It matters how we tell our stories. The details we include or exclude make a difference to the impression created by our story.

In her book The Holocaust: A New History, Doris Bergen tells the story of the German bombing of Rotterdam.

On 14 May [1940], the Luftwaffe bombed the Dutch city of Rotterdam in an attempt to terrorise the Dutch into surrender. The German clearly aimed at civilian targets to intimidate and demoralise their opponents. They destroyed the centre of the city and killed hundreds of civilians. At the time, the panicked British press reported the inflated figure of 30,000 Dutch casualties. For the Allies, the bombing of Rotterdam provided an early manifestation of German brutality and introduced a new kind of warfare: unlimited war from the air. Within a few years the Germans would reap what they had sown with the destruction from the air of their own cities. (Bergen, Doris. The Holocaust: A New History. Stroud, Gloucestershire, 2009, p. 106)

This was a horrific act of aggression with 900 civilian deaths. It of course pales in comparison to the Allied carpet bombing of Hambug on 3 August 1943 that resulted in 70,000 fatalities.

But, the interesting thing in Bergen’s account is that she omits any mention of the fact that three days before the German bombing of Rotterdam, 35 British Royal Air-Force bombers had attacked the German industrial city of Mönchengladbach.

Although the British attack on Mönchengladbach resulted in only four civilian casualties, in the mind of the influential twentieth-century English historian Frederick John Partington Veale (1897-1976) this bombing was

an epoch-making event since it was the first deliberate breach of the fundamental rule of civilized warfare that hostilities only be waged against the enemy combatant forces.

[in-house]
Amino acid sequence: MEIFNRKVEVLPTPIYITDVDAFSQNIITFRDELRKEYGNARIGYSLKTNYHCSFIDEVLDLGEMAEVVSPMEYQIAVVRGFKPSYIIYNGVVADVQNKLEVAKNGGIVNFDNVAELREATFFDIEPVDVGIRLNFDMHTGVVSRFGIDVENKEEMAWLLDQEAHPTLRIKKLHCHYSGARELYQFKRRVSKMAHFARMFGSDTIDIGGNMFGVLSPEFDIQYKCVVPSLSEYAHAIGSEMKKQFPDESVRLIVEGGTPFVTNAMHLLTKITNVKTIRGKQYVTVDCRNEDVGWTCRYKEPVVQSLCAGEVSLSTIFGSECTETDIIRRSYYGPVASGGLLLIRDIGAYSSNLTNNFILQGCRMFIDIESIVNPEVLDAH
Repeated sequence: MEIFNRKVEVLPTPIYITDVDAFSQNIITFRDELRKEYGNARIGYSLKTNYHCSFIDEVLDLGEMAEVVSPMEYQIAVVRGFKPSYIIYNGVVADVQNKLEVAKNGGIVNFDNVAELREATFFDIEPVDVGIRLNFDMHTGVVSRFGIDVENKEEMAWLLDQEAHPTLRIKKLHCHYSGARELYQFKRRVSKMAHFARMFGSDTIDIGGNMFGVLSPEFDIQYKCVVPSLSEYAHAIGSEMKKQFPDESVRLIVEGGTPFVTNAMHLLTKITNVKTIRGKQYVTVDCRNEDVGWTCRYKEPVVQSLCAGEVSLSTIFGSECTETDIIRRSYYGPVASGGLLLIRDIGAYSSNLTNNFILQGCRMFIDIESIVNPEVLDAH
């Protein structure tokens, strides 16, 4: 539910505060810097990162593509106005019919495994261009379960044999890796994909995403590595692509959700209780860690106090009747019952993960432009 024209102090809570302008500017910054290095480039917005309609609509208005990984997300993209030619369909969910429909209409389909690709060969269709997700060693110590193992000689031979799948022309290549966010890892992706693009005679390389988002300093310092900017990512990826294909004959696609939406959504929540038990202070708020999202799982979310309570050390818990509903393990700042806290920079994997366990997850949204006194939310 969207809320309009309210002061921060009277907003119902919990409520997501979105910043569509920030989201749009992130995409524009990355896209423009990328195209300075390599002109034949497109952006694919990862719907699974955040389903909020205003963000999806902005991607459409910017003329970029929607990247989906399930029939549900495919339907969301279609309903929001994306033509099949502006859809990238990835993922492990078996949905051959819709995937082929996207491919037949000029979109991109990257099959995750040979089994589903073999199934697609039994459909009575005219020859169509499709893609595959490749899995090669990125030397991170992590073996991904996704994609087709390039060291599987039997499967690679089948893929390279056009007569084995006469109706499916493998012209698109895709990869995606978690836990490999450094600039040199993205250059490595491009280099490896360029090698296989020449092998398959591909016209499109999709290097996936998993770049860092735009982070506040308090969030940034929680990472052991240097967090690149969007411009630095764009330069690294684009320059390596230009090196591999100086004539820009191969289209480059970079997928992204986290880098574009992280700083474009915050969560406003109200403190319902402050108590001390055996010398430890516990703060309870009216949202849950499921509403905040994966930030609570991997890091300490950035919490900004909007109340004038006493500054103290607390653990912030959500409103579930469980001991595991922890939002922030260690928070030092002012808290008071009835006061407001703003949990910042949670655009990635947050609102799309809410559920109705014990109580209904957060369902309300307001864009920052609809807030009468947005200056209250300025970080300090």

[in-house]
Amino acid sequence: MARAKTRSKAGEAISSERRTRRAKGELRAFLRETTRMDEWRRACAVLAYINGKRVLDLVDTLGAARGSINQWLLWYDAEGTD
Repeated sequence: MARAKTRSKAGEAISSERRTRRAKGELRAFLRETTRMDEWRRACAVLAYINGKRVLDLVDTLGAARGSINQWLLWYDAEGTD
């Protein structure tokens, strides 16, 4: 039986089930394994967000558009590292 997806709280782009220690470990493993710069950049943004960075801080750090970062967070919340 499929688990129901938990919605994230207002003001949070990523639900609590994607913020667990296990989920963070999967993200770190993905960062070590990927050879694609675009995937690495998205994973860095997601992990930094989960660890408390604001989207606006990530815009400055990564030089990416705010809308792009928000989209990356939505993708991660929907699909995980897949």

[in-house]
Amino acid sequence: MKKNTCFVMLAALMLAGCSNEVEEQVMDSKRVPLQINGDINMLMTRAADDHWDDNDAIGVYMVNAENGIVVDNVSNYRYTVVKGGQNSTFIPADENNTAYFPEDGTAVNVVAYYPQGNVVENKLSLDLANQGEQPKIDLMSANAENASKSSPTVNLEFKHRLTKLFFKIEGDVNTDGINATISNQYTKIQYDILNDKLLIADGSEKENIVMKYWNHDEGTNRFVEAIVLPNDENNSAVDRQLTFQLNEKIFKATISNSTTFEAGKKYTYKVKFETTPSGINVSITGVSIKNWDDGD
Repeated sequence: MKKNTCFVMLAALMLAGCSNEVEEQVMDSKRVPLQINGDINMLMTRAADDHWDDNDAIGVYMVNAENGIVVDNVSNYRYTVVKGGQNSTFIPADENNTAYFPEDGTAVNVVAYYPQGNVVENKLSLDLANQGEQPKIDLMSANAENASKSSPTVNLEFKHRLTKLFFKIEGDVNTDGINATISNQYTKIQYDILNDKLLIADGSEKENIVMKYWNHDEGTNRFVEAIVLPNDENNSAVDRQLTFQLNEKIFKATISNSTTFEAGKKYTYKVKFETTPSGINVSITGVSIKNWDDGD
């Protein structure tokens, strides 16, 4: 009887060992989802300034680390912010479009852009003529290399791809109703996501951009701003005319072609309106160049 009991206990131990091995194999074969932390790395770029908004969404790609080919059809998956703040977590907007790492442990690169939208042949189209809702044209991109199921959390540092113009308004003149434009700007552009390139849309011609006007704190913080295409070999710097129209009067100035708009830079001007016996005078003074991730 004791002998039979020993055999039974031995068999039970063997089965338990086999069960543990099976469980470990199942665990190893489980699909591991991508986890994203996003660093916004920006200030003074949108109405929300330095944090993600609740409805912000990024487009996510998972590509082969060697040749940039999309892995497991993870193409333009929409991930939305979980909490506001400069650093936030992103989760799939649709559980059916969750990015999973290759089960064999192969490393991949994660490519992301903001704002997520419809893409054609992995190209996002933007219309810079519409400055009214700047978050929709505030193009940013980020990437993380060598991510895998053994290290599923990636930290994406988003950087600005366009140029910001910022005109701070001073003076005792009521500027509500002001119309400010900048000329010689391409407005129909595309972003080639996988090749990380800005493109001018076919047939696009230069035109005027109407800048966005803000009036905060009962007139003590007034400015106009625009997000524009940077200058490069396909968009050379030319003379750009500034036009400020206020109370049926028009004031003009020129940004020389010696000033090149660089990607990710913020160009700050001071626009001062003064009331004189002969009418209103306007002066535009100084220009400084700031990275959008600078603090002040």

Whoever can be said to bear ultimate responsibility for beginning the barbaric practice of intentionally bombing civilians, there is no question that Allied forces carried the practice to unimagined heights of destructiveness.

In 2008 controversial German historian Jörg Friedrich published a photo book called The Fire: The Bombing of Germany, 1940-1945, it contains some of the most grisly images from the war ever to be published. None of these images have been seen before.

According to Luke Harding in “The Guardian,”

The victims are not Jewish, but German. The charred, mutilated bodies of women, children and babies are all civilians who perished during the allies’ bombing campaign against Germany’s cities.

In his book, Friedrich argues that the RAF’s relentless campaign against Germany during the final months of the war served no military purpose. Instead, he says that Winston Churchill’s decision to drop more bombs on a shattered Germany between January and May 1945, most of them on small German towns of little strategic value, was a war crime.

“The bombing left an entire generation traumatised. But it was never discussed. There are Germans whose first recollections are of being hidden by their mothers. They remember cellars and burning human remains,” Friedrich told the Guardian in an interview in Berlin last week.

“It is only now that they are coming to terms with what happened.”

Around 600,000 German civilians died during the allies’ wartime raids on Germany, including 76,000 German children, Friedrich says. In July 1943, during a single night in Hamburg, 45,000 people perished in a vast firestorm.

There is little to be gained by tallying up the dead in an attempt to determine who are the really bad guys in war. But there can be no doubt that Luftwaffe bombing brutality was at least equalled by Allied “unlimited war from the air” against Germany.